In An Abusive State: How Neoliberalism Appropriated The Feminist Movement Against Sexual Violence

In An Abusive State: How Neoliberalism Appropriated The Feminist Movement Against Sexual Violence

In an Abusive State: How Neoliberalism Appropriated the Feminist Movement against Sexual Violence

In an Abusive State puts forth a powerful argument: that the feminist campaign to stop sexual violence has entered into a problematic alliance with the neoliberal state. Kristin Bumiller chronicles the evolution of this alliance by examining the history of the anti-violence campaign, the production of cultural images about sexual violence, professional discourses on intimate violence, and the everyday lives of battered women. She also scrutinizes the rhetoric of high-profile rape trials and the expansion of feminist concerns about sexual violence into the international human-rights arena. In the process, Bumiller reveals how the feminist fight against sexual violence has been shaped over recent decades by dramatic shifts in welfare policies, incarceration rates, and the surveillance role of social-service bureaucracies.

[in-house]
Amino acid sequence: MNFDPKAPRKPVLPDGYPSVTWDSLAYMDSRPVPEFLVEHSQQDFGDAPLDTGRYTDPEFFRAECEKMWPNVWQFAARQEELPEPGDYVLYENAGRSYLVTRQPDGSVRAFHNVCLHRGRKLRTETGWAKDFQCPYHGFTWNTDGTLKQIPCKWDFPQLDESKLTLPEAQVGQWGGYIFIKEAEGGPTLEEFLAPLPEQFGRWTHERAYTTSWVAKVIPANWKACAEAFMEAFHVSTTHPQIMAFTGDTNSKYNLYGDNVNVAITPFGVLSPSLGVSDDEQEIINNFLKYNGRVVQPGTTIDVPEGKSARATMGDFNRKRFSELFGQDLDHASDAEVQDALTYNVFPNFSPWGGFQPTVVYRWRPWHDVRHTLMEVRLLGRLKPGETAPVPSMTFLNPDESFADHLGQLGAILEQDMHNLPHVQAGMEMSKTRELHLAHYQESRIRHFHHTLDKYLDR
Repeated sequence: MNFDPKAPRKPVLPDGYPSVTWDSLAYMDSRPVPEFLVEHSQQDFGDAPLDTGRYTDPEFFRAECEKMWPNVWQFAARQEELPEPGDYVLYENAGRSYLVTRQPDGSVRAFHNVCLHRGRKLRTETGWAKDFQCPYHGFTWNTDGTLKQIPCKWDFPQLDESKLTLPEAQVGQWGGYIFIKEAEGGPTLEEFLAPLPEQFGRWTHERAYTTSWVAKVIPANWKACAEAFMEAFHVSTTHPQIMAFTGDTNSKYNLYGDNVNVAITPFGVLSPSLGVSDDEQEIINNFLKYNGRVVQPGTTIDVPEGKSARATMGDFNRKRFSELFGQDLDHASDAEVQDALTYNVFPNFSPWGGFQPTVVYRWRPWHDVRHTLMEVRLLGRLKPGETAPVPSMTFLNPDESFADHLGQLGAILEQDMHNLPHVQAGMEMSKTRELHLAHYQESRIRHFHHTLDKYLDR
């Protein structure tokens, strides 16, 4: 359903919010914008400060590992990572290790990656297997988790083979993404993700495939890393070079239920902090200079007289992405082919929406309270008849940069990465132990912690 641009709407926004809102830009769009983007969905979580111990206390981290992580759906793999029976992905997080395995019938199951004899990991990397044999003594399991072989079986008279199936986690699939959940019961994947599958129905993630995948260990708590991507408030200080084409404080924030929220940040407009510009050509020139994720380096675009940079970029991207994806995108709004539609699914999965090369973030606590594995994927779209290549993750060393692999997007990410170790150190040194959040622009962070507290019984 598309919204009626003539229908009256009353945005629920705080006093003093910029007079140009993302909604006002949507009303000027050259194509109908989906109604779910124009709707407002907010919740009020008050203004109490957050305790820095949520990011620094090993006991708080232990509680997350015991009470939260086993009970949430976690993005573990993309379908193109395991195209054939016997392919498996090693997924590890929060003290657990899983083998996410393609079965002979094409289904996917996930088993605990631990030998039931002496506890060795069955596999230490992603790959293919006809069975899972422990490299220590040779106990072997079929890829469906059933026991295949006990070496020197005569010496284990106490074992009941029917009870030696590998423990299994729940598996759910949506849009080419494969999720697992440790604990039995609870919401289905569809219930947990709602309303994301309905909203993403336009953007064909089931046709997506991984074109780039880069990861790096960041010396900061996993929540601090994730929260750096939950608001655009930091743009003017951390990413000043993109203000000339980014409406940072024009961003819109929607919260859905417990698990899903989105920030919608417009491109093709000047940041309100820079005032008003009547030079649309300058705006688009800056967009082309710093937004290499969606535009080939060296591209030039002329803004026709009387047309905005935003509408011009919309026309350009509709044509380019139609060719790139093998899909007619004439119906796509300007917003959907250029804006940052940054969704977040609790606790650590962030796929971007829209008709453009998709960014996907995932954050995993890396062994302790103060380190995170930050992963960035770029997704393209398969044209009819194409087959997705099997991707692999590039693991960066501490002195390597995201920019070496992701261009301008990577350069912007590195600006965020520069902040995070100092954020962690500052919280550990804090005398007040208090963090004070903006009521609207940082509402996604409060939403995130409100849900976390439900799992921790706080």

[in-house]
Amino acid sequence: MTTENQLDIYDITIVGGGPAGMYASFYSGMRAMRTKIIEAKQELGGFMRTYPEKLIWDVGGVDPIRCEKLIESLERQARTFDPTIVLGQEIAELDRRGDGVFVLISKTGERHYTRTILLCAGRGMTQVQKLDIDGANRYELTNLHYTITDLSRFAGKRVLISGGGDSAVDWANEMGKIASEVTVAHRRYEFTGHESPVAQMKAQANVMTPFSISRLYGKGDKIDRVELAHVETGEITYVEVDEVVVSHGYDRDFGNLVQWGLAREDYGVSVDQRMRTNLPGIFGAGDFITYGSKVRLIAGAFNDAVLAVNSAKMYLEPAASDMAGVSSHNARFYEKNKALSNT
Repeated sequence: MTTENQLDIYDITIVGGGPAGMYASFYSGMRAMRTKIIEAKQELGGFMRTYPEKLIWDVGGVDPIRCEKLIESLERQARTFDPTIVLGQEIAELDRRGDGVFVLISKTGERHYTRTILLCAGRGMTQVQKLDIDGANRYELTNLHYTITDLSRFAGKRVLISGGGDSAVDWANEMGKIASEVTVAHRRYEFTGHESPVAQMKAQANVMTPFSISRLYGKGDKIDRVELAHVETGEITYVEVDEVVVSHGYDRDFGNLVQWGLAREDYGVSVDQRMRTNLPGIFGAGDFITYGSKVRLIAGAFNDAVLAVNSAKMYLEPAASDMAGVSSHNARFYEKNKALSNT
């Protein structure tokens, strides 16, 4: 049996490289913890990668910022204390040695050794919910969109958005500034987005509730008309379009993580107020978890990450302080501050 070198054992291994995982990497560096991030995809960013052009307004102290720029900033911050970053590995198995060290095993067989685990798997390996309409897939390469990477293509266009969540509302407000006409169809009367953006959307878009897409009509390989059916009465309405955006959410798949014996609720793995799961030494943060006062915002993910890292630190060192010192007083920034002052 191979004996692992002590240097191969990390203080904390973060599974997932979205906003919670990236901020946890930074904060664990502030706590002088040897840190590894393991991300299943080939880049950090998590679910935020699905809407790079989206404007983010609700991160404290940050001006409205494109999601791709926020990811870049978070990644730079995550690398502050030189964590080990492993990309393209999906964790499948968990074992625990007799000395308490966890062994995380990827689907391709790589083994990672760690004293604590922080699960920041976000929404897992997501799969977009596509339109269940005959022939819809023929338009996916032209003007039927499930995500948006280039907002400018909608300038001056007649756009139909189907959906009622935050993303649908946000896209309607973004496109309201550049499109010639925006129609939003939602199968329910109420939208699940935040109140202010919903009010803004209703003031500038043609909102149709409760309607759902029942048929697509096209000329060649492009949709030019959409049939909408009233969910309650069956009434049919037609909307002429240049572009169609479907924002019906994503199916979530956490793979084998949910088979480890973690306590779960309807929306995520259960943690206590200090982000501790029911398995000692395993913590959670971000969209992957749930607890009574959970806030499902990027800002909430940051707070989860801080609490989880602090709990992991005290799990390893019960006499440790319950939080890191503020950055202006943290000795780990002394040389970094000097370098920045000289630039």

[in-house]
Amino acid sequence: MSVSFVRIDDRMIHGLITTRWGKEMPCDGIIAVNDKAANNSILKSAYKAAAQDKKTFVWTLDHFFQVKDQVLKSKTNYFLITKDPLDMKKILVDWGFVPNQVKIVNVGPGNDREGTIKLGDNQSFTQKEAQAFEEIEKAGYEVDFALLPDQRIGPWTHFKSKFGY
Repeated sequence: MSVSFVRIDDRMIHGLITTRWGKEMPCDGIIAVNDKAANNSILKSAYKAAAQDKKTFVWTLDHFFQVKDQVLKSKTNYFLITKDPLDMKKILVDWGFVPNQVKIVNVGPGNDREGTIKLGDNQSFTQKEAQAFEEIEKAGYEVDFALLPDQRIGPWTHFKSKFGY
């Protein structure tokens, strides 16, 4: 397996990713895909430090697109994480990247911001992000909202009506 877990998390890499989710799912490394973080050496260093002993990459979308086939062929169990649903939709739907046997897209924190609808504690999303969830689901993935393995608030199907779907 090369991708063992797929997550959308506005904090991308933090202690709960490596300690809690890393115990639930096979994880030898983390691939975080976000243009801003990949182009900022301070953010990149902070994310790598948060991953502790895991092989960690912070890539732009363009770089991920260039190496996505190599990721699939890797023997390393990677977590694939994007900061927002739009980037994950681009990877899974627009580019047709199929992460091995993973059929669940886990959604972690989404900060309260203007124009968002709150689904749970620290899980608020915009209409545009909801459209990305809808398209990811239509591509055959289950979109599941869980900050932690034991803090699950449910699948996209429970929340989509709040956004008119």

Drawing on archival research, individual case studies, testimonies of rape victims, and interviews with battered women, Bumiller raises fundamental concerns about the construction of sexual violence as a social problem. She describes how placing the issue of sexual violence on the public agenda has polarized gender- and race-based interests. She contends that as the social welfare state has intensified regulation and control, the availability of services for battered women...

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